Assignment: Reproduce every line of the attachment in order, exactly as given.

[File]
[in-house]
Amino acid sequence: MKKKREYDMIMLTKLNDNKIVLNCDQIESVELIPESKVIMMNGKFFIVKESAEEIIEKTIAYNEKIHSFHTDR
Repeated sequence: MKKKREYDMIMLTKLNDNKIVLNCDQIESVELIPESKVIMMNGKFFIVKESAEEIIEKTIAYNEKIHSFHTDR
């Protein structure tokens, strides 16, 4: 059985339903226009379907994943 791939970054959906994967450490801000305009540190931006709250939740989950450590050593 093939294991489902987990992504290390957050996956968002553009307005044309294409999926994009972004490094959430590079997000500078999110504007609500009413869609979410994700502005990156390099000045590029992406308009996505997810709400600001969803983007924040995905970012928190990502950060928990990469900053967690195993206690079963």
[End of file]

[in-house]
Amino acid sequence: MKKKREYDMIMLTKLNDNKIVLNCDQIESVELIPESKVIMMNGKFFIVKESAEEIIEKTIAYNEKIHSFHTDR
Repeated sequence: MKKKREYDMIMLTKLNDNKIVLNCDQIESVELIPESKVIMMNGKFFIVKESAEEIIEKTIAYNEKIHSFHTDR
């Protein structure tokens, strides 16, 4: 059985339903226009379907994943 791939970054959906994967450490801000305009540190931006709250939740989950450590050593 093939294991489902987990992504290390957050996956968002553009307005044309294409999926994009972004490094959430590079997000500078999110504007609500009413869609979410994700502005990156390099000045590029992406308009996505997810709400600001969803983007924040995905970012928190990502950060928990990469900053967690195993206690079963």